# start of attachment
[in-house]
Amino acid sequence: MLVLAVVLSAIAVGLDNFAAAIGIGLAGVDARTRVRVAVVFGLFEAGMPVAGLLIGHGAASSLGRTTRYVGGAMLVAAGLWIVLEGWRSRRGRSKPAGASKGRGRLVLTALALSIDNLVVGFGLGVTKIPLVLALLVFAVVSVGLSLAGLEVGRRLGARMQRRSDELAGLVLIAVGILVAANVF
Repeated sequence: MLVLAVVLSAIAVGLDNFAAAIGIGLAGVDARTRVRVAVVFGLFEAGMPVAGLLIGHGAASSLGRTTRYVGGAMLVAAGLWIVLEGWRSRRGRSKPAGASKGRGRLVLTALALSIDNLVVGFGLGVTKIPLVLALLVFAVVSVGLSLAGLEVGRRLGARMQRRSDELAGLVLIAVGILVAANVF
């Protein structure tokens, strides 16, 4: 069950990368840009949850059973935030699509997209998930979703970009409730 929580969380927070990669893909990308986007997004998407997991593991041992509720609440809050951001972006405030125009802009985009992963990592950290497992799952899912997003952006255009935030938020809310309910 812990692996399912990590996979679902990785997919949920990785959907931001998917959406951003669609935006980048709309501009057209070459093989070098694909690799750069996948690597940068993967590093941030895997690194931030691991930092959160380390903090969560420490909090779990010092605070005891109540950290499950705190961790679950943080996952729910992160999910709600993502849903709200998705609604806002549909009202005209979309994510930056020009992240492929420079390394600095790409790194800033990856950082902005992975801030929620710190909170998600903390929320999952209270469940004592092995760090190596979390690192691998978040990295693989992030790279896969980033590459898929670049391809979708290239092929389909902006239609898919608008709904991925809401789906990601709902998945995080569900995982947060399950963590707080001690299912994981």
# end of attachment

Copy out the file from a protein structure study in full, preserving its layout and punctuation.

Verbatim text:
[in-house]
Amino acid sequence: MLVLAVVLSAIAVGLDNFAAAIGIGLAGVDARTRVRVAVVFGLFEAGMPVAGLLIGHGAASSLGRTTRYVGGAMLVAAGLWIVLEGWRSRRGRSKPAGASKGRGRLVLTALALSIDNLVVGFGLGVTKIPLVLALLVFAVVSVGLSLAGLEVGRRLGARMQRRSDELAGLVLIAVGILVAANVF
Repeated sequence: MLVLAVVLSAIAVGLDNFAAAIGIGLAGVDARTRVRVAVVFGLFEAGMPVAGLLIGHGAASSLGRTTRYVGGAMLVAAGLWIVLEGWRSRRGRSKPAGASKGRGRLVLTALALSIDNLVVGFGLGVTKIPLVLALLVFAVVSVGLSLAGLEVGRRLGARMQRRSDELAGLVLIAVGILVAANVF
């Protein structure tokens, strides 16, 4: 069950990368840009949850059973935030699509997209998930979703970009409730 929580969380927070990669893909990308986007997004998407997991593991041992509720609440809050951001972006405030125009802009985009992963990592950290497992799952899912997003952006255009935030938020809310309910 812990692996399912990590996979679902990785997919949920990785959907931001998917959406951003669609935006980048709309501009057209070459093989070098694909690799750069996948690597940068993967590093941030895997690194931030691991930092959160380390903090969560420490909090779990010092605070005891109540950290499950705190961790679950943080996952729910992160999910709600993502849903709200998705609604806002549909009202005209979309994510930056020009992240492929420079390394600095790409790194800033990856950082902005992975801030929620710190909170998600903390929320999952209270469940004592092995760090190596979390690192691998978040990295693989992030790279896969980033590459898929670049391809979708290239092929389909902006239609898919608008709904991925809401789906990601709902998945995080569900995982947060399950963590707080001690299912994981």